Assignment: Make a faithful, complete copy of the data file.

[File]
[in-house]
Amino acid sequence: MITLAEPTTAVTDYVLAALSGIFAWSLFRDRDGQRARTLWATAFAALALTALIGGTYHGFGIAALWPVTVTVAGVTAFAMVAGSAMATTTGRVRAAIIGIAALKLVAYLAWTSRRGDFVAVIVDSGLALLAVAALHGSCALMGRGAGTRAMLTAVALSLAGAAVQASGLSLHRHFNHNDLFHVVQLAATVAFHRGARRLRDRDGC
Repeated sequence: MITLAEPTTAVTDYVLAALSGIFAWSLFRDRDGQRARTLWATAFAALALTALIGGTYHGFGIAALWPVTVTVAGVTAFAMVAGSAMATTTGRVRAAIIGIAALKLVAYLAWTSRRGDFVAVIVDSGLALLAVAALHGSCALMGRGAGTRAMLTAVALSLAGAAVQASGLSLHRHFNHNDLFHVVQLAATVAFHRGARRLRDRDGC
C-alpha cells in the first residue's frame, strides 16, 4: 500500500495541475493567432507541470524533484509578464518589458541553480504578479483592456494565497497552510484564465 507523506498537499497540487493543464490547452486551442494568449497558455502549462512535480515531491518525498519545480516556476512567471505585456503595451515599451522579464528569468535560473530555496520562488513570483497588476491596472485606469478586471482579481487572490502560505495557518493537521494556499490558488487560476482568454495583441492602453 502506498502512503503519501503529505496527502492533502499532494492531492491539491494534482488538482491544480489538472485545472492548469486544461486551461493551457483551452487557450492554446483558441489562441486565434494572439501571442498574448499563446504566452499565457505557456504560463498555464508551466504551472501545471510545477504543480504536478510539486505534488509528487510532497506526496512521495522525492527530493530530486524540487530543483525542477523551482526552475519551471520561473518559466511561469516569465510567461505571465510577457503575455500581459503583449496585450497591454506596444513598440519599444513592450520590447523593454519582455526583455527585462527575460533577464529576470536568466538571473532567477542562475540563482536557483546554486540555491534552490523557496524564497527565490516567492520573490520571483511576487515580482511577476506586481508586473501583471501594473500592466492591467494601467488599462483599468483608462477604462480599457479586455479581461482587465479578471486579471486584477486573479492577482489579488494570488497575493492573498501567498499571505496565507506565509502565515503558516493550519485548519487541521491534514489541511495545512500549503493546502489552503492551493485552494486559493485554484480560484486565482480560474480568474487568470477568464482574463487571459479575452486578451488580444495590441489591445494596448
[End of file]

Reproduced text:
[in-house]
Amino acid sequence: MITLAEPTTAVTDYVLAALSGIFAWSLFRDRDGQRARTLWATAFAALALTALIGGTYHGFGIAALWPVTVTVAGVTAFAMVAGSAMATTTGRVRAAIIGIAALKLVAYLAWTSRRGDFVAVIVDSGLALLAVAALHGSCALMGRGAGTRAMLTAVALSLAGAAVQASGLSLHRHFNHNDLFHVVQLAATVAFHRGARRLRDRDGC
Repeated sequence: MITLAEPTTAVTDYVLAALSGIFAWSLFRDRDGQRARTLWATAFAALALTALIGGTYHGFGIAALWPVTVTVAGVTAFAMVAGSAMATTTGRVRAAIIGIAALKLVAYLAWTSRRGDFVAVIVDSGLALLAVAALHGSCALMGRGAGTRAMLTAVALSLAGAAVQASGLSLHRHFNHNDLFHVVQLAATVAFHRGARRLRDRDGC
C-alpha cells in the first residue's frame, strides 16, 4: 500500500495541475493567432507541470524533484509578464518589458541553480504578479483592456494565497497552510484564465 507523506498537499497540487493543464490547452486551442494568449497558455502549462512535480515531491518525498519545480516556476512567471505585456503595451515599451522579464528569468535560473530555496520562488513570483497588476491596472485606469478586471482579481487572490502560505495557518493537521494556499490558488487560476482568454495583441492602453 502506498502512503503519501503529505496527502492533502499532494492531492491539491494534482488538482491544480489538472485545472492548469486544461486551461493551457483551452487557450492554446483558441489562441486565434494572439501571442498574448499563446504566452499565457505557456504560463498555464508551466504551472501545471510545477504543480504536478510539486505534488509528487510532497506526496512521495522525492527530493530530486524540487530543483525542477523551482526552475519551471520561473518559466511561469516569465510567461505571465510577457503575455500581459503583449496585450497591454506596444513598440519599444513592450520590447523593454519582455526583455527585462527575460533577464529576470536568466538571473532567477542562475540563482536557483546554486540555491534552490523557496524564497527565490516567492520573490520571483511576487515580482511577476506586481508586473501583471501594473500592466492591467494601467488599462483599468483608462477604462480599457479586455479581461482587465479578471486579471486584477486573479492577482489579488494570488497575493492573498501567498499571505496565507506565509502565515503558516493550519485548519487541521491534514489541511495545512500549503493546502489552503492551493485552494486559493485554484480560484486565482480560474480568474487568470477568464482574463487571459479575452486578451488580444495590441489591445494596448